by Chris Woodford. Last updated: May 25, 2016.
Every day, there are hundreds—perhaps even thousands—of advertising messages knocking on your head trying to gain access to the part of your brain that decides to buy things. With so much money at stake, it's hardly surprising that advertisers go to such extraordinary lengths to catch our attention. The only trouble is, our brains habituate: they quickly get used to seeing the same thing over and over again. So the advertisers have to keep thinking of new tricks to stay one step ahead. One of their latest ideas is to print posters, magazines, and book covers with lenticulars—images that seem to change as you move your head. Let's take a closer look at how they work!
Photo: The LEGO® robot image on the cover of my book Cool Stuff Exploded changes as you tilt it back and forth. A plastic lenticular insert shows you one of two different images depending on which side you look from.
What have lentils got to do with it?
Nothing! Lentils are tiny orange, green, or brown pulses popular with vegetarians and—no—they have nothing to do with how book covers work. The connection between "lentil" and "lenticular" is simply a matter of words. Lenticulars are so-called because they use lenses, which are pieces of plastic or glass that bend (or "refract") light to make things look bigger or smaller. Lenses got their name because some of them just happen to look a bit like lentils! You can find more in our main article on lenses (we even tell you how to make a lens of your own, in about 5 seconds flat, from a drop of water).
Photo: Lentils like this one gave lenses their name. Convex lenses bulge out in the middle like lentils, while concave lenses "cave in" in the middle and bulge out at the edges.
How do you make a lenticular?
How do you make something like our book cover up above? You take your two different images and load them into a computer graphics program. The program cuts each image into dozens of thin strips and weaves them together so the strips from the first image alternate with the strips from the second. This process is called interlacing. If you look at the doubled-up image printed this way, it's just a horribly confusing mess, but not for long! Next, you place a transparent plastic layer on top of the doubled-up image. This is made of dozens of separate thin, hemi-spherical lenses called lenticles. These refract (bend) the light passing through them so, whichever side you're looking from, you see only half the printed strips. Move your head back and forth and the image flips back and forth too like a kind of "visual see-saw".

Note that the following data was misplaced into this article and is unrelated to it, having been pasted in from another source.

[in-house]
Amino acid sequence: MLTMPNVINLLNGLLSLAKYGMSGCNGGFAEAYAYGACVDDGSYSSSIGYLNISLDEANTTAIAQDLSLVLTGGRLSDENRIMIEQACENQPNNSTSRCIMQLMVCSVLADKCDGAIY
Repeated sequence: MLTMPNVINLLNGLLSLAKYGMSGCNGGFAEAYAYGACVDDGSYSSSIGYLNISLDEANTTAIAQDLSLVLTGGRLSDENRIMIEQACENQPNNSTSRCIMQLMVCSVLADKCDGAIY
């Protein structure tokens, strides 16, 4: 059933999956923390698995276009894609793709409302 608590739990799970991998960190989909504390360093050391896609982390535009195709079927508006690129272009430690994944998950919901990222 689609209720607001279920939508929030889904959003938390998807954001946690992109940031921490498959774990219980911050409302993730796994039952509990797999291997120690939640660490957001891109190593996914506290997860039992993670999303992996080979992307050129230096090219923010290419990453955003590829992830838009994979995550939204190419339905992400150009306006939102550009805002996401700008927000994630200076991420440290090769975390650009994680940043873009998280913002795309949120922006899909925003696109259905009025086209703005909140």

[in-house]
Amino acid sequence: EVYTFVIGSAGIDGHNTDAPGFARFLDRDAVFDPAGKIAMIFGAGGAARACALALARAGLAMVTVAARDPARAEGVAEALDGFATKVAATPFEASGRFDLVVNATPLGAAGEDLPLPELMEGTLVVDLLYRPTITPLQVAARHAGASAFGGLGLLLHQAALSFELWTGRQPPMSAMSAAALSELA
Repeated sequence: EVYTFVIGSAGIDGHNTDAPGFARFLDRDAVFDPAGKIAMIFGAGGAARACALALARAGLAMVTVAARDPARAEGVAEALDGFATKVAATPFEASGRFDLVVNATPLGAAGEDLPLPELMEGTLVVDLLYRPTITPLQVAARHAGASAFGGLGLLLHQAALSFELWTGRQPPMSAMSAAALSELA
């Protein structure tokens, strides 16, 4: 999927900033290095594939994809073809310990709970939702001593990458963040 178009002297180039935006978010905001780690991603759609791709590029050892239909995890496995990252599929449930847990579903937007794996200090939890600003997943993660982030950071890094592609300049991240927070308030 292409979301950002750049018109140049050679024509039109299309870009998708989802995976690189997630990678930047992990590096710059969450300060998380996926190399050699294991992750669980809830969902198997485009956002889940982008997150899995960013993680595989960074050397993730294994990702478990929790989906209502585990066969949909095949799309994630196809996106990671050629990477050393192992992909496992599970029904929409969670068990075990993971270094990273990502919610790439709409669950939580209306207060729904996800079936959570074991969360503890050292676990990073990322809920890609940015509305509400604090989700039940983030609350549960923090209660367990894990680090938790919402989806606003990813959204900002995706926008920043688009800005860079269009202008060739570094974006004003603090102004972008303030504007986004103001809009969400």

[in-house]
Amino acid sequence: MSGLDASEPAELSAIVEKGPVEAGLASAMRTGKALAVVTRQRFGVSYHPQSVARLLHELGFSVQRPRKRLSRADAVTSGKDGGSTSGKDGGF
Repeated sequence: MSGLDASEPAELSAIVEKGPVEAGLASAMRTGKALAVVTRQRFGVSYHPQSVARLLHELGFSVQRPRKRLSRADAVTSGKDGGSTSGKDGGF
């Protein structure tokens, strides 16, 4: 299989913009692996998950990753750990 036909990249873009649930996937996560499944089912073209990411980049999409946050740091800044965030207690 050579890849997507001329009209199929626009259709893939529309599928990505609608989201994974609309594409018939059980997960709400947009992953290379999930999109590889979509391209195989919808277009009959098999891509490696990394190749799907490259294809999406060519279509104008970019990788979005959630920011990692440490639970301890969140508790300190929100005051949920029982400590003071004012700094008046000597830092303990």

Photo: Here's the cover of my book in close-up. Now you can see the individual lenticles. Each one is a hemispherical plastic lens that magnifies only one of the sliced images underneath it, depending on where you're eyes are in relation to the book cover. Different lenticulars have what's called a different pitch, which is the number of lenticles per inch (LPI). They also work differently at different distances from the viewer. Both these factors—the pitch and the viewing distance—have to be taken into account to make a convincing lenticular print.
For all this to work properly, everything has to be printed with incredible precision. The lenticles have to be exactly the same size as the printed strips underneath them and lined up with them exactly. Not only that, the image has to be adjusted and printed so that it looks exactly right when viewed through a certain piece of lenticular plastic (with a certain "pitch"—or number of lenticles per inch) at a certain viewing distance. (That's a fiddly technical process and I won't go into the details here, but you can find out more in the articles and videos in the further reading section below.) In theory, you can show many different images with a lenticular: you could have half a dozen different images, all designed to point in slightly different directions, so an advertising poster slowly and subtly changes its message as you walk past! You can also use lenticulars to create amazing 3D images similar to holograms.
Artwork: Who invented lenticular printing? One strong contender is Walter Hess of Rapperswil, Switzerland. Here's a drawing from his 1912-filed patent clearly outlining the method of lenticular printing still used to this day. A lenticular surface (1) based on segments of cylindrical lenses (2) diverts light rays in different directions. Looking from point (3), you see the image at point (5); looking from point (4), you see the alternate image at point (6). Artwork from US Patent #1,128,979: Stereoscopic picture by Walter Hess, granted February 16, 1915, courtesy of US Patent and Trademark Office.